Netflix’s chief content officer Ted Sarandos set a 2016 original content goal at 600 hours; 25 uninterrupted days’ worth of acclaimed, binge-worthy series like House of Cards, Narcos, and Stranger Things. If the deepening butt craters in our couch cushions are any indication, the challenge was accepted. Lost in the unquestioned success of Netflix’s content boom, however, is its shaky history with original films. Since late 2015, Netflix has offered up a trial-and-error mix of indies (Indian comedy Brahman Naman), sequels no one was really hoping for ( Crouching Tiger, Hidden Dragon: Sword of Destiny), and heavily streamed but critically panned Adam Sandler “comedies” like The Ridiculous 6. It was a slow start. But there’s hope for Netflix movies, as the saviour of art-house fare and the medium-budget films that major studios ignore for reboots and superhero franchises. Netflix’s theatrical originals are getting better, with upcoming titles like Christopher Guest’s Mascots; Death Note, a supernatural horror movie from buzzy director Adam Wingard; and Will Forte’s A Futile & Stupid Gesture, about a cofounder of National Lampoon.
The surest sign that Netflix films are improving is upcoming collaborations with bold-face names whose sole interest isn’t getting David Spade much-needed work. The company paid R830 million for the rights to Brad Pitt’s War Machine. It invested another R700 million in Okja, a South Korean action flick with Jake Gyllenhaal.
Theatregoing may never go out of style completely, but as long as Netflix is willing to pony up for projects while charging its 83 million subscribers less than R150 a month, the success it has enjoyed with original series is easily and inevitably repeatable. Consider using the money you save on a new couch. – David Walters
I’m dangling near the top of six-metre plate of glass. All 90 kilograms of me. On land, I can’t do a single pull-up – not even if you held a doughnut over the bar. But I got up here using my own strength and if it weren’t for my nerves, I wouldn’t have broken a sweat. The suction-cup paddles in each of my hands are harnessed to my waist. Stirrups loop around my feet. As I shift my weight off my right leg and on to my left, the pneumatic fingers on the paddle in my right hand release the pressure holding the seven suction cups above them to the wall. My body weight moves to my left leg, pulling down the fingers in the paddle in my left hand. The suction cups of the left paddle push into the wall, forcing microscopic silicone ridges against the glass for maximum surface contact and hold. When I reach the ceiling, I linger, feeling more than a little like a superhero, but also wondering how I’m going to get down.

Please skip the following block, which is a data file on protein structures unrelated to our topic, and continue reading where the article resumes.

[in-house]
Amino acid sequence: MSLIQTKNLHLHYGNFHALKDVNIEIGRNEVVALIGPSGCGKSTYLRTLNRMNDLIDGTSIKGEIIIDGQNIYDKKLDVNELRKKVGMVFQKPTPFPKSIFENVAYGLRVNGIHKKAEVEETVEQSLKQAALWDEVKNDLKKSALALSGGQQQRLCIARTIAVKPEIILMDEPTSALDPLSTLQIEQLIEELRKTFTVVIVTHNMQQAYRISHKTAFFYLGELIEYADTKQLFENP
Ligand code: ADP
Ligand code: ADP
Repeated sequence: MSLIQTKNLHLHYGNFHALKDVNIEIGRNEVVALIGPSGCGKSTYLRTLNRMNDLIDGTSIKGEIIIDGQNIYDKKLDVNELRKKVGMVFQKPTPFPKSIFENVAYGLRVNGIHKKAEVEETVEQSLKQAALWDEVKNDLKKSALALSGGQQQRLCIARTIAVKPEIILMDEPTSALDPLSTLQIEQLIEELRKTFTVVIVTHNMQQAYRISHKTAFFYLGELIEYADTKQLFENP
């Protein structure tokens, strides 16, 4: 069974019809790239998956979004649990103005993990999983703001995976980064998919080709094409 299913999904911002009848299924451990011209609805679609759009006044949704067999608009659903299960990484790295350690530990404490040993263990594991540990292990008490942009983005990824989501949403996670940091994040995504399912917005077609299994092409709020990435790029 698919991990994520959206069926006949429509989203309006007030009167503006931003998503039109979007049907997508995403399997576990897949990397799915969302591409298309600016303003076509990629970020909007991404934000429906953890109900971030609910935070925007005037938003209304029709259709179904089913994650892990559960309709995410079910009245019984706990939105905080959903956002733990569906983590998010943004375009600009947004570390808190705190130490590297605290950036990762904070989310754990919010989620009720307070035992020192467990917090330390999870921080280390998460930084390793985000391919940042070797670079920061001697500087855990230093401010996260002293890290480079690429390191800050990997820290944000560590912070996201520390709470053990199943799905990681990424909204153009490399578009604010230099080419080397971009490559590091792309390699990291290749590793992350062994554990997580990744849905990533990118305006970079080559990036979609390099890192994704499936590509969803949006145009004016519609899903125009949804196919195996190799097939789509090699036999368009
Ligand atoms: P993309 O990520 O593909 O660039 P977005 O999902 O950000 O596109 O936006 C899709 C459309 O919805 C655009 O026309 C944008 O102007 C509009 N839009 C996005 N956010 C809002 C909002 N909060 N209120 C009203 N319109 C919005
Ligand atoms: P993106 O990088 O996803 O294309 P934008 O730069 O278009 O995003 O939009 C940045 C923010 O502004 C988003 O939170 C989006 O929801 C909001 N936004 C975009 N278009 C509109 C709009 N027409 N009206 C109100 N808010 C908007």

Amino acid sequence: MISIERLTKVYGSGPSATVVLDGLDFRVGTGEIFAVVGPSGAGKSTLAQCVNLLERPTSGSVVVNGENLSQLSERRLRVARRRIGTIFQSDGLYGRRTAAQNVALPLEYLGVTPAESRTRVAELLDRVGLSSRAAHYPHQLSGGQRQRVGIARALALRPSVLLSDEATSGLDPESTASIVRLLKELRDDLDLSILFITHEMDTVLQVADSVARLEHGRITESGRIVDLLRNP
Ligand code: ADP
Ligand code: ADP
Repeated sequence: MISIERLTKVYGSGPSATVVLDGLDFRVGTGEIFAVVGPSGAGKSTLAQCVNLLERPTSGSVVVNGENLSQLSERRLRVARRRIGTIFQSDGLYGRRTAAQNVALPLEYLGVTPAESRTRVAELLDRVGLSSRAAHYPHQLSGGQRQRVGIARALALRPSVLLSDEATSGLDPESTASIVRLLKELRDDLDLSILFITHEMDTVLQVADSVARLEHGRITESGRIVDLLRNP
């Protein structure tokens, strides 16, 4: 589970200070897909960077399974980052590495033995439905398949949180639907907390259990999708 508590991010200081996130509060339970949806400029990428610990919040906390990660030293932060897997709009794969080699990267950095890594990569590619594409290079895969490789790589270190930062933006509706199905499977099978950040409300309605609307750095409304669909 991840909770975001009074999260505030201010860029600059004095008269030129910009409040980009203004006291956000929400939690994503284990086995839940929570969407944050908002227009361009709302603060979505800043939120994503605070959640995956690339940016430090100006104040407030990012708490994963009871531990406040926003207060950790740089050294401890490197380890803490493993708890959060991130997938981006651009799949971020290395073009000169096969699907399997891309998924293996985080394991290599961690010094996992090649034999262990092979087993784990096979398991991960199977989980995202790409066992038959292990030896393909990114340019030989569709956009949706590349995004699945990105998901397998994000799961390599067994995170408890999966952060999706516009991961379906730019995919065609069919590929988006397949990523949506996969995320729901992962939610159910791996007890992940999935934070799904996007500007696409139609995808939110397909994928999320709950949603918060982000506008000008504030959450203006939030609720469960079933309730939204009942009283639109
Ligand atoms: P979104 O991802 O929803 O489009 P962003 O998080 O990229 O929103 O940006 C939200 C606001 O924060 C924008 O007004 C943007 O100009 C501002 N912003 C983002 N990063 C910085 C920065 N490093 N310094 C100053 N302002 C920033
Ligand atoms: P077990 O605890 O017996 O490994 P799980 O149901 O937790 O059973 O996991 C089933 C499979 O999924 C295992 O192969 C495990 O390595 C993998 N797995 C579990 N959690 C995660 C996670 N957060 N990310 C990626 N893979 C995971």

Those loops around my feet are very important. If I lean too far back or to the side – the vector of my weight no longer directly beneath the paddle – that suction will quickly release. I know this because it’s exactly what I do. In my excitement to move from the glass wall and try the device on a painted surface, I stretch the paddles too far apart. With my foot and my weight no longer aligned below the paddles, I slide down the wall and crash to the ground in a tangle of devices and – luckily – backup ropes.
The idea for this equipment – called Z-man, named for the third-dimensional, or Z axis – came about ten years ago at DARPA, a group whose mission is to protect the US defence establishment and the nation from technological surprise. Two programme managers, John Main and Morley Stone, were discussing the urban battlefield. “We were in the thick of the Iraq war and a lot of activities taking place were urban, and the urban high ground is the top of buildings,” says Main. “We were trying to get people safely to the top of a building.” A study at Stanford suggested that mimicking gecko skin could help small robots climb, and Stone and Main wondered if the same type of technology would work for humans. “Stone shrugged his shoulders and said, ‘I think so,’ ” Main says. “And I shrugged my shoulders and said, ‘I think so.’ That was the genesis of the whole programme.”
For the past decade, DARPA Z-man scientists have struggled with a challenge that has perplexed scientists since Aristotle: how the hell does a gecko run up and down a tree? And how do we replicate that ability on humans? There were many theories and, in desperate times, the sug-